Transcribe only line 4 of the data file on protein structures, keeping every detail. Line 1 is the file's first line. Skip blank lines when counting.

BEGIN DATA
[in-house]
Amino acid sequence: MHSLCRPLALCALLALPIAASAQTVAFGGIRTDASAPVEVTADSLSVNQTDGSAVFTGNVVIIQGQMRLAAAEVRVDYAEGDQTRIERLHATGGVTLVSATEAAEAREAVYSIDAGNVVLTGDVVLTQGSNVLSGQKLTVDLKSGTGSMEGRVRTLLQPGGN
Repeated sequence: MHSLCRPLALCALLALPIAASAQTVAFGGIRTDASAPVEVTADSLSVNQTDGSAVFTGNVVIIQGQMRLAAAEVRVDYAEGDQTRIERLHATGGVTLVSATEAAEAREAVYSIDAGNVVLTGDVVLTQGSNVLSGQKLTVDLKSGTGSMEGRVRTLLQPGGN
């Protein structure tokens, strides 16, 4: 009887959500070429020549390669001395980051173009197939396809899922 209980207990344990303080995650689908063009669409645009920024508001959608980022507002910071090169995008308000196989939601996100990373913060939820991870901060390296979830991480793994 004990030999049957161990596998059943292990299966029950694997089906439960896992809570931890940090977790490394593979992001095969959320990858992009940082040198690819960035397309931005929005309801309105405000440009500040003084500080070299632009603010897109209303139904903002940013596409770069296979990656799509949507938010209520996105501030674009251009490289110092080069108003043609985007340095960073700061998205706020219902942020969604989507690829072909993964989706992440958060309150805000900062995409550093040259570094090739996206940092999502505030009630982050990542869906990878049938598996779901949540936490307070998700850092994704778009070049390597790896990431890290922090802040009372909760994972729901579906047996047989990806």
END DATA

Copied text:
């Protein structure tokens, strides 16, 4: 009887959500070429020549390669001395980051173009197939396809899922 209980207990344990303080995650689908063009669409645009920024508001959608980022507002910071090169995008308000196989939601996100990373913060939820991870901060390296979830991480793994 004990030999049957161990596998059943292990299966029950694997089906439960896992809570931890940090977790490394593979992001095969959320990858992009940082040198690819960035397309931005929005309801309105405000440009500040003084500080070299632009603010897109209303139904903002940013596409770069296979990656799509949507938010209520996105501030674009251009490289110092080069108003043609985007340095960073700061998205706020219902942020969604989507690829072909993964989706992440958060309150805000900062995409550093040259570094090739996206940092999502505030009630982050990542869906990878049938598996779901949540936490307070998700850092994704778009070049390597790896990431890290922090802040009372909760994972729901579906047996047989990806």